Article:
If left unchecked your mailbox can become a dumping ground for every e-mail you have ever sent and received. Redundant E-mails stored in your web hosting account are taking up server space, like a digital landfill. Delete old e-mails that you’re sure you no longer need, especially those with attachments and newsletters with images. Do this both in your inbox and sent items. If you’re worried about deleting e-mails that you may want to access later then download them and create an archive. Be sensible though, back ups are still worth taking to make sure you don't lose anything vital.
Wind powered website hosting
Carbon emissions are a waste product of burning fossil fuels. Currently greenhouse gases created by web hosting servers and cloud computing powered by non-renewable resources is equivalent to that of the aviation industry. Don’t contribute to this pollution, choose website hosting powered by renewable energy, like our Green Hosting. Our Centro datacentre in London, which houses the hosting servers, routers and cooling systems runs entirely on wind generated electricity from UK wind farms and employs energy efficient design principles meaning it uses less energy as a whole.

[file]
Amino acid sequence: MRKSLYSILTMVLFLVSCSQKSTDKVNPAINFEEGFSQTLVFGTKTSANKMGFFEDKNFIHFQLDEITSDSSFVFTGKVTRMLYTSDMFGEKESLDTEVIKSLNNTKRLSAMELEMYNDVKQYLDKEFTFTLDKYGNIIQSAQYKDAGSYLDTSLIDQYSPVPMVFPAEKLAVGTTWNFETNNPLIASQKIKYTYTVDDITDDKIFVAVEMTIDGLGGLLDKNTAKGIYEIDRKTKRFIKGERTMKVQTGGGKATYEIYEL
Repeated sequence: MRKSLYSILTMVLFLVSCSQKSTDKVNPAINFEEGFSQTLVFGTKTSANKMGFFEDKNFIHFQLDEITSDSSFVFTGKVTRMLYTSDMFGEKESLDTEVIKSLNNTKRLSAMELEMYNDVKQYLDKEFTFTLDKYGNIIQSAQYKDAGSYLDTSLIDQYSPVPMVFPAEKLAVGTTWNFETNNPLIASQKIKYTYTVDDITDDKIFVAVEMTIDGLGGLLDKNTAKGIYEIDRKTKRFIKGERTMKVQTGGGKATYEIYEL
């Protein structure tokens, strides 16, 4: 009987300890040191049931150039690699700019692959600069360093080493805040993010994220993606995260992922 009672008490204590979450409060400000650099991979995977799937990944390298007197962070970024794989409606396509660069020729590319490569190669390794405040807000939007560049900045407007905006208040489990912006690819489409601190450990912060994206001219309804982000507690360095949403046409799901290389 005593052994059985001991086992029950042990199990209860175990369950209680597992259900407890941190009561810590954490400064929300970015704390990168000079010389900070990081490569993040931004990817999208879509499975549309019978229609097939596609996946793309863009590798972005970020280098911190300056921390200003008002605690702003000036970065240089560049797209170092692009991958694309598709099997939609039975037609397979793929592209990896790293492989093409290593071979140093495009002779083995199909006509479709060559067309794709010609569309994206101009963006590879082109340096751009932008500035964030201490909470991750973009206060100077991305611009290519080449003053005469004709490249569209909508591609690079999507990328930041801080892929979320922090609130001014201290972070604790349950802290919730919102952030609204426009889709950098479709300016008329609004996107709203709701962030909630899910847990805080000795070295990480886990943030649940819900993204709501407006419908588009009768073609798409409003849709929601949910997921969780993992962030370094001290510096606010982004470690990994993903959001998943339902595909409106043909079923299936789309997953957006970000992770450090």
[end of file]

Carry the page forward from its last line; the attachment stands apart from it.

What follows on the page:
As is often the case, there are other advantageous outcomes of running a more environmentally friendly, low waste website; Its efficiency will be improved and in turn so will your SEO, It will be more accessible to a wider audience, especially those with slower connections and it will be more secure. Reducing the chances of your website or e-mails becoming vulnerable to hackers or phishing attempts will save you time, money and credibility – everyone benefits.
If you would like to know more about our wind powered website hosting service or how we can help your website run more efficiently then do get in touch.
* The Shift Project video guide - This is not a recommendation and we cannot be responsible for any use of this guide.
Data Center Knowledge - State of the Data Center Industry, 2018 – Where We are and What to Expect
The Shift Project - “Lean ICT: Towards digital sobriety”: Our new report on the environmental impact of ICT
Greenpeace - Click Clean Report 2017
Data Economy - Data centres of the world will consume 1/5 of Earth’s power by 2025
Nature - How to stop data centres from gobbling up the world’s electricity
The Guardian - Our phones and gadgets are now endangering the planet